Napa State Hospital is one of the five state mental health facilities in California charged with treating severely mentally ill, often violent, patients. Statistics and news reports suggest that living and working at the 1,100-bed facility in the last several years have been an ordeal for all. Documented incidents of violence by patients against staff in the second quarter of 2010 totaled 200 — double the total in the same period in 2009. Reports of patients assaulting one another increased sixfold, to 692, in the same year-over-year comparison. In fall 2010, a psychiatric technician, Donna Gross, was killed by a patient on the grounds of the secured treatment area.
It was the first killing of a staff worker in 20 years at any of the California state hospitals, but clearly the system had a problem with violence. Patient assaults against staff and other patients in total doubled at Metropolitan State Hospital from 2006 to the end of 2011. At Napa, they tripled between 2008 and 2010, declining only after Gross’ death led to a prohibition on patients walking the grounds by themselves.
Part of the problem at Napa has been the effort to comply with a 2006 federal court order to stop violating patients’ rights by overmedicating and excessively restraining them, and to focus on a recovery-oriented treatment program that involves getting patients out of their rooms and into group therapy sessions. Doing that, particularly on the fenced-in yet rambling grounds of Napa’s secured treatment area, has proved troublesome. In the 1990s, a minority of patients were there for criminal reasons. Today, more than 90% of patients are hospitalized because their illnesses led to some criminal violence. And after state budget cuts, there are fewer staff members per patient.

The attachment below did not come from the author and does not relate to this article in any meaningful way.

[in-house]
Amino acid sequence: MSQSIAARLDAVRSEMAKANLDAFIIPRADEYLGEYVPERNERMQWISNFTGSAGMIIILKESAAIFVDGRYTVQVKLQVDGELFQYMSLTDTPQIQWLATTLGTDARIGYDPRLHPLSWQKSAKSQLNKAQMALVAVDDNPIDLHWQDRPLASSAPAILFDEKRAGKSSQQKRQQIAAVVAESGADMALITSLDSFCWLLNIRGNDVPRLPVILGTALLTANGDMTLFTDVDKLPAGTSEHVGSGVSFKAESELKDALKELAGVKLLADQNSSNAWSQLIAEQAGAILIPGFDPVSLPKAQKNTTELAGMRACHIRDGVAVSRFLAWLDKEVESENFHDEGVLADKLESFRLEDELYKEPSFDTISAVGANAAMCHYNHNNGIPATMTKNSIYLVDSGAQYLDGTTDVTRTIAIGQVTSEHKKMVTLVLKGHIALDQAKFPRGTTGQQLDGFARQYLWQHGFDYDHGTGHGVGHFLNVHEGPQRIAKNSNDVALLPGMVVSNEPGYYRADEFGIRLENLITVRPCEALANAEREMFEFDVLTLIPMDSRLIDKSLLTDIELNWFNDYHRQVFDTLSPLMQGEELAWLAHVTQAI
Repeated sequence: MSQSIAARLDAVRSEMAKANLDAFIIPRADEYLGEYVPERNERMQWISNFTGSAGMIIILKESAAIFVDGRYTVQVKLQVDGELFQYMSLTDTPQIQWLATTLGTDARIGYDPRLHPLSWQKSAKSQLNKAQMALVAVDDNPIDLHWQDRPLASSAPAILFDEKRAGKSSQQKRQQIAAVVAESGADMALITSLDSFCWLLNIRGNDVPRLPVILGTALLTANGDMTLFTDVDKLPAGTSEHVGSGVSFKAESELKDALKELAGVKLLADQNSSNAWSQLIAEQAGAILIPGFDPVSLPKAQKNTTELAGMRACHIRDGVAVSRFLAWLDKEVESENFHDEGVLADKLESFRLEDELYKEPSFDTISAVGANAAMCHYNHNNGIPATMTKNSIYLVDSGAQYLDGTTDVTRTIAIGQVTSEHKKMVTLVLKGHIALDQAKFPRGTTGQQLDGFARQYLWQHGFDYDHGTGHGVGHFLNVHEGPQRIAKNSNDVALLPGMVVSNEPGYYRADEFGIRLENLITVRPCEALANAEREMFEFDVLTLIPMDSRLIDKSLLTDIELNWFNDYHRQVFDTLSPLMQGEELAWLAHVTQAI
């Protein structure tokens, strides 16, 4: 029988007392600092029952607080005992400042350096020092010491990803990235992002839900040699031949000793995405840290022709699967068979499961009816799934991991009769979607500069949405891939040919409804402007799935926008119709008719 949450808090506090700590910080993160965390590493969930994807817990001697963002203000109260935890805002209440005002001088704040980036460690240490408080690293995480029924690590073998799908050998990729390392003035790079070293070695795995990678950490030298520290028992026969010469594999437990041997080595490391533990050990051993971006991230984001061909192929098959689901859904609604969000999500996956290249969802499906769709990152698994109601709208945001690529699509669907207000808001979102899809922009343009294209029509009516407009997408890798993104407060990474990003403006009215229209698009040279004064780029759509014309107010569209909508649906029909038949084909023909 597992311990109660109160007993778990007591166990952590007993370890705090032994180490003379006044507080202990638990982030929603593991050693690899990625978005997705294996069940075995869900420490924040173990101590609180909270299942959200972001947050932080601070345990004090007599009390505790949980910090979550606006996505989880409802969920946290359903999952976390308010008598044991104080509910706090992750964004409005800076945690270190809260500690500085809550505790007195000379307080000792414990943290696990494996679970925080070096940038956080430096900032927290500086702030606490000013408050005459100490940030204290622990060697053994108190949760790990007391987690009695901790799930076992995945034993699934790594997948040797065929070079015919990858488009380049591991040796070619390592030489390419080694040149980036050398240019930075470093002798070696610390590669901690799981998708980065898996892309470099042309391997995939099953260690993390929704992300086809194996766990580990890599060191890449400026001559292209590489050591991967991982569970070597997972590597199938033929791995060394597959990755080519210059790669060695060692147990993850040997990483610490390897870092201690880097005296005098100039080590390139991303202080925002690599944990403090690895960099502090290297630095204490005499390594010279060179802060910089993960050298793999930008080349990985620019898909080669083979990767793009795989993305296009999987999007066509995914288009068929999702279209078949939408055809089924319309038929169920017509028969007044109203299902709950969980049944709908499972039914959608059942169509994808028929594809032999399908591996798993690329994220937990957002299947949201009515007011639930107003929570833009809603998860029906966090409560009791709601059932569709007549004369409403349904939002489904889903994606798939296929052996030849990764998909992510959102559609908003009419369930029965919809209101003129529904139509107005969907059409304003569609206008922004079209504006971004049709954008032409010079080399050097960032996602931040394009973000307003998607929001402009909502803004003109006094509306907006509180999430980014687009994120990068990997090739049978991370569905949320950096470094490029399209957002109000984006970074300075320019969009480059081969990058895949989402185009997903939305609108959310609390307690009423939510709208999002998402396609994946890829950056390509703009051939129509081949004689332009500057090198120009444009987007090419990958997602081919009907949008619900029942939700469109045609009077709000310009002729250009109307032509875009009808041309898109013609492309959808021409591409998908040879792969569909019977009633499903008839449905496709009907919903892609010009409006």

Napa already has some new security measures. Hospital police now patrol the secured treatment area. Last week, some of the staff began testing an alarm device worn on a lanyard around the neck that can be activated by an employee under threat or attack. A day after it was rolled out, however, a patient grabbed a lanyard and tried to strangle a worker. The next day, employees were told they will be allowed to wear the device on a belt loop.
It’s good that state hospital officials demonstrated that they are willing to listen to staff and make adjustments in security measures. But they have more work to do to figure out how to effectively and safely carry out treatment.
Better therapy would reduce violence and would fulfill the institution’s most basic duty to its patients. As doctors, nurses, social workers and technicians seek ways to reach these patients, administrators must look for rules and innovations that protect the safety of staff without compromising that duty.